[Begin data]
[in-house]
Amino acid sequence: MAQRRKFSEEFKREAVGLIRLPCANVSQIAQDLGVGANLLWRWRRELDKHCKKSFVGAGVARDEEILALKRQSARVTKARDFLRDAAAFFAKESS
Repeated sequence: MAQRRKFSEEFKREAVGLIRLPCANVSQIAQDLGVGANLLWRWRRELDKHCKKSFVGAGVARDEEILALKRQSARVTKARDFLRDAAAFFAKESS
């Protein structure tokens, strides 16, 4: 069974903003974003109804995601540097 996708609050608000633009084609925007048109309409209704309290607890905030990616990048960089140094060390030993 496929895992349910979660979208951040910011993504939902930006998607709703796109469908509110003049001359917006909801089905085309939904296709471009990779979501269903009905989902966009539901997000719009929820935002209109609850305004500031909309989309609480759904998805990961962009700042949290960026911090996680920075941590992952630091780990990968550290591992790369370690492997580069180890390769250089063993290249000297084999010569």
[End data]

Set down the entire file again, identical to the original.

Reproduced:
[in-house]
Amino acid sequence: MAQRRKFSEEFKREAVGLIRLPCANVSQIAQDLGVGANLLWRWRRELDKHCKKSFVGAGVARDEEILALKRQSARVTKARDFLRDAAAFFAKESS
Repeated sequence: MAQRRKFSEEFKREAVGLIRLPCANVSQIAQDLGVGANLLWRWRRELDKHCKKSFVGAGVARDEEILALKRQSARVTKARDFLRDAAAFFAKESS
């Protein structure tokens, strides 16, 4: 069974903003974003109804995601540097 996708609050608000633009084609925007048109309409209704309290607890905030990616990048960089140094060390030993 496929895992349910979660979208951040910011993504939902930006998607709703796109469908509110003049001359917006909801089905085309939904296709471009990779979501269903009905989902966009539901997000719009929820935002209109609850305004500031909309989309609480759904998805990961962009700042949290960026911090996680920075941590992952630091780990990968550290591992790369370690492997580069180890390769250089063993290249000297084999010569």